Reports & Indices
The World Bank-ILO report titled Exports to Jobs: Boosting the Gains from Trade in South Asia has been released. The report studies the effect on local employment and wages of changes in exports by combining disaggregated data from household-level or worker-level surveys with trade data from India and Sri Lanka.
Key Observations made in the Report
- Increasing exports together with leading to better jobs and higher wages in India will generate more formal sector employment for youth and women.
- Increasing exports would boost average wages and the biggest beneficiaries of this wage gain would be the high-skilled, urban, more experienced, and mainly male workers.
- For low-skilled workers, there would be an increase in formal jobs.
- Exports can improve the performance of local labour markets. Hence labour market policies must aid different groups of workers to acquire the right skills and ensure that the gains of increased exports are shared more broadly across society.
India and Boosting Exports
- India’s growth rate of 7.2 per cent in 2017 reduced the number of people living in poverty.
- Even then, most Indians doesn’t have regular jobs in the formal economy and differences in wages across regions and in the quality of employment opportunities prevail.
- India’s trade has been reduced from 55.8 per cent in 2012 to 41.1 per cent of the Gross Domestic Product between in 2017.
- Indian exports which are mainly capital intensive like chemicals and fabricated metals reduces the direct benefits to workers.
- The report notes that India can ensure that greater export orientation can boost workers’ gains from trade and spread them more widely, so benefiting disadvantaged groups.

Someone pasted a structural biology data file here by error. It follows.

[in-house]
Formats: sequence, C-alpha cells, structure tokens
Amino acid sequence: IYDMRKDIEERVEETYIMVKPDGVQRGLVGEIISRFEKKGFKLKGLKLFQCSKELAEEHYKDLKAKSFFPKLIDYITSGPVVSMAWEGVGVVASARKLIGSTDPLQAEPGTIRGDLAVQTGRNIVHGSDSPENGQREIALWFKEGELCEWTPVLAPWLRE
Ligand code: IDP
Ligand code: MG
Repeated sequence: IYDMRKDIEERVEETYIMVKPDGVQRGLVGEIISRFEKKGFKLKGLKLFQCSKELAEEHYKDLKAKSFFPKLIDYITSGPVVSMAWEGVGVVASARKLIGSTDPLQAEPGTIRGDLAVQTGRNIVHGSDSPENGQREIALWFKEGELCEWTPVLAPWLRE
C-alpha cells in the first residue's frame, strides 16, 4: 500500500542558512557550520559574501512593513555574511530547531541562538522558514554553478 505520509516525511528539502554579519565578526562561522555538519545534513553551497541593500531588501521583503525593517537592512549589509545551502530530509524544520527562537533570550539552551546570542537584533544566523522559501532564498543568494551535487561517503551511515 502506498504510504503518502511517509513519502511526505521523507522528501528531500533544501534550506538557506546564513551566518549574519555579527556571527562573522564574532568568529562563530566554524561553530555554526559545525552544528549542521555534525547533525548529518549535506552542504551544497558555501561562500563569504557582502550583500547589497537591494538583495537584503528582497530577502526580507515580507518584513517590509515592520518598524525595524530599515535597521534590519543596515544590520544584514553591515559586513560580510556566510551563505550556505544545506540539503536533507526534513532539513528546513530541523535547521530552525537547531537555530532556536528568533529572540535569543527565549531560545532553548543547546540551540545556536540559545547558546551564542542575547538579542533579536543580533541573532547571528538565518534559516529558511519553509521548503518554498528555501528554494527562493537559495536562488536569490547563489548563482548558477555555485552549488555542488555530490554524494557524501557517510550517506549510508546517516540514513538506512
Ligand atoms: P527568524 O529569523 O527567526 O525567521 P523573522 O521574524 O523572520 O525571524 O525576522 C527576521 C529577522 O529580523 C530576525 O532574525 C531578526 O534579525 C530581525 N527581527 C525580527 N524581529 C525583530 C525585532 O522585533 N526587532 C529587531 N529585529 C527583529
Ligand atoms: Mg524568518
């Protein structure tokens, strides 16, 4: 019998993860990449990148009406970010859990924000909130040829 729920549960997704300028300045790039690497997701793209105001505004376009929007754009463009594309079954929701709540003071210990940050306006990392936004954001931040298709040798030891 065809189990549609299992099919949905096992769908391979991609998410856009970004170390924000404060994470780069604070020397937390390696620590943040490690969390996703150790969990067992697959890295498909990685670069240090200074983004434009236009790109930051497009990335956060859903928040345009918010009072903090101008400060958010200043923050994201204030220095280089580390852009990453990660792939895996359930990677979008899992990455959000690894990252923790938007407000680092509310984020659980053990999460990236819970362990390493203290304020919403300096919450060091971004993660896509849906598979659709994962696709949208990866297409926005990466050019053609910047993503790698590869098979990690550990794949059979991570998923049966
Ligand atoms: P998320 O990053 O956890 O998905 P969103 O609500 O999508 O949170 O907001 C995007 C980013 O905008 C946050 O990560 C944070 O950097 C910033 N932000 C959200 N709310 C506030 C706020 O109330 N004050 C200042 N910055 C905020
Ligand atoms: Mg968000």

The report also concludes that more exports can create benefits for workers by raising wages and reducing informality and this requires stronger policies to ensure these benefits reach everyone in the labour market and don’t leave any groups behind.
The International IP Index 2019 released by the U.S. Chamber of Commerce’s Global Innovation Policy Center (GIPC) makes the following observations related to India:
- India experienced its second consecutive year of growth in the IP global ranking, jumping eight places from 44th to 36th.
- The jump in the ranking is attributed to the recognition of international standards of copyright protection and incentives for intellectual property.
- The report notes that the improvement reflects important reforms implemented by Indian policymakers towards building and sustaining an innovation ecosystem for domestic entrepreneurs and foreign investors alike.
- India’s overall score has also increased substantially from 30.07% (12.03 out of 40) in the 2018 index to 36.04% (16.22 out of 45) in 2019.
- India’s score represents the largest gain of any country measured on the Index.
- The weakness of India as highlighted in the report are barriers to licensing and technology transfer, including strict registration norms, limited framework for the protection of biopharmaceutical IP rights, patentability rules outside international standards, lengthy pre-grant opposition proceedings and previously used compulsory licensing for commercial and non-emergency situations as key hurdles.
The report notes that the most substantial movement can be seen from India, which has surged almost 20 per cent and climbed eight places in the IP Index rankings from 44th to 36th.